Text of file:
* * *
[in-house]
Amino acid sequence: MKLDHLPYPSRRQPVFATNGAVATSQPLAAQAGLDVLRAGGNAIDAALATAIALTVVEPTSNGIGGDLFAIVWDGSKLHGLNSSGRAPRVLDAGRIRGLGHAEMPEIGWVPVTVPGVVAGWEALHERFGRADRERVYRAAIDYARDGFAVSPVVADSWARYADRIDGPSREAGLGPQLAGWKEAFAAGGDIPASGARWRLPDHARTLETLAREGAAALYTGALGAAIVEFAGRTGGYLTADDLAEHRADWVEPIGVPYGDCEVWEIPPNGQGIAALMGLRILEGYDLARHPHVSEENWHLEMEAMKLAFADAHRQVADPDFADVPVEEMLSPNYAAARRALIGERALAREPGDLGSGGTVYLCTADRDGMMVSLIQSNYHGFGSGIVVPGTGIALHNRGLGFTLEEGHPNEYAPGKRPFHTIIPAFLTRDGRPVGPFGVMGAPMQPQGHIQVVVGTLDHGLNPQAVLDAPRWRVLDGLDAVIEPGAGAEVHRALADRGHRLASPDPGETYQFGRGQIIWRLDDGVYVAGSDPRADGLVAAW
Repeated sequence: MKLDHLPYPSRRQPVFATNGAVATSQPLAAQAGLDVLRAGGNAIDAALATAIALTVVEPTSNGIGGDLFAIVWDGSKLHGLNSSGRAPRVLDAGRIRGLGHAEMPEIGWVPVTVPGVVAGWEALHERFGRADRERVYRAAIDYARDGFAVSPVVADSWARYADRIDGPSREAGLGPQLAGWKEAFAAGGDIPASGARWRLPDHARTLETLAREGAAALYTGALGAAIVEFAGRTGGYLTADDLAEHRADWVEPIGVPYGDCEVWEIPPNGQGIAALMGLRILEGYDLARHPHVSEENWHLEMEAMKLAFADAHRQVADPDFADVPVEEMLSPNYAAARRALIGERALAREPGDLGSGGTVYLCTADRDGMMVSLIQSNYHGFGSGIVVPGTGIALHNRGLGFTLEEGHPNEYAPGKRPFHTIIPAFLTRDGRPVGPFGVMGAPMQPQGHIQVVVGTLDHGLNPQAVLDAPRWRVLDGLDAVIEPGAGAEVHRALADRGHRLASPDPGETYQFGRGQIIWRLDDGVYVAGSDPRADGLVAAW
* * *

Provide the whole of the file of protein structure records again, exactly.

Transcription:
[in-house]
Amino acid sequence: MKLDHLPYPSRRQPVFATNGAVATSQPLAAQAGLDVLRAGGNAIDAALATAIALTVVEPTSNGIGGDLFAIVWDGSKLHGLNSSGRAPRVLDAGRIRGLGHAEMPEIGWVPVTVPGVVAGWEALHERFGRADRERVYRAAIDYARDGFAVSPVVADSWARYADRIDGPSREAGLGPQLAGWKEAFAAGGDIPASGARWRLPDHARTLETLAREGAAALYTGALGAAIVEFAGRTGGYLTADDLAEHRADWVEPIGVPYGDCEVWEIPPNGQGIAALMGLRILEGYDLARHPHVSEENWHLEMEAMKLAFADAHRQVADPDFADVPVEEMLSPNYAAARRALIGERALAREPGDLGSGGTVYLCTADRDGMMVSLIQSNYHGFGSGIVVPGTGIALHNRGLGFTLEEGHPNEYAPGKRPFHTIIPAFLTRDGRPVGPFGVMGAPMQPQGHIQVVVGTLDHGLNPQAVLDAPRWRVLDGLDAVIEPGAGAEVHRALADRGHRLASPDPGETYQFGRGQIIWRLDDGVYVAGSDPRADGLVAAW
Repeated sequence: MKLDHLPYPSRRQPVFATNGAVATSQPLAAQAGLDVLRAGGNAIDAALATAIALTVVEPTSNGIGGDLFAIVWDGSKLHGLNSSGRAPRVLDAGRIRGLGHAEMPEIGWVPVTVPGVVAGWEALHERFGRADRERVYRAAIDYARDGFAVSPVVADSWARYADRIDGPSREAGLGPQLAGWKEAFAAGGDIPASGARWRLPDHARTLETLAREGAAALYTGALGAAIVEFAGRTGGYLTADDLAEHRADWVEPIGVPYGDCEVWEIPPNGQGIAALMGLRILEGYDLARHPHVSEENWHLEMEAMKLAFADAHRQVADPDFADVPVEEMLSPNYAAARRALIGERALAREPGDLGSGGTVYLCTADRDGMMVSLIQSNYHGFGSGIVVPGTGIALHNRGLGFTLEEGHPNEYAPGKRPFHTIIPAFLTRDGRPVGPFGVMGAPMQPQGHIQVVVGTLDHGLNPQAVLDAPRWRVLDGLDAVIEPGAGAEVHRALADRGHRLASPDPGETYQFGRGQIIWRLDDGVYVAGSDPRADGLVAAW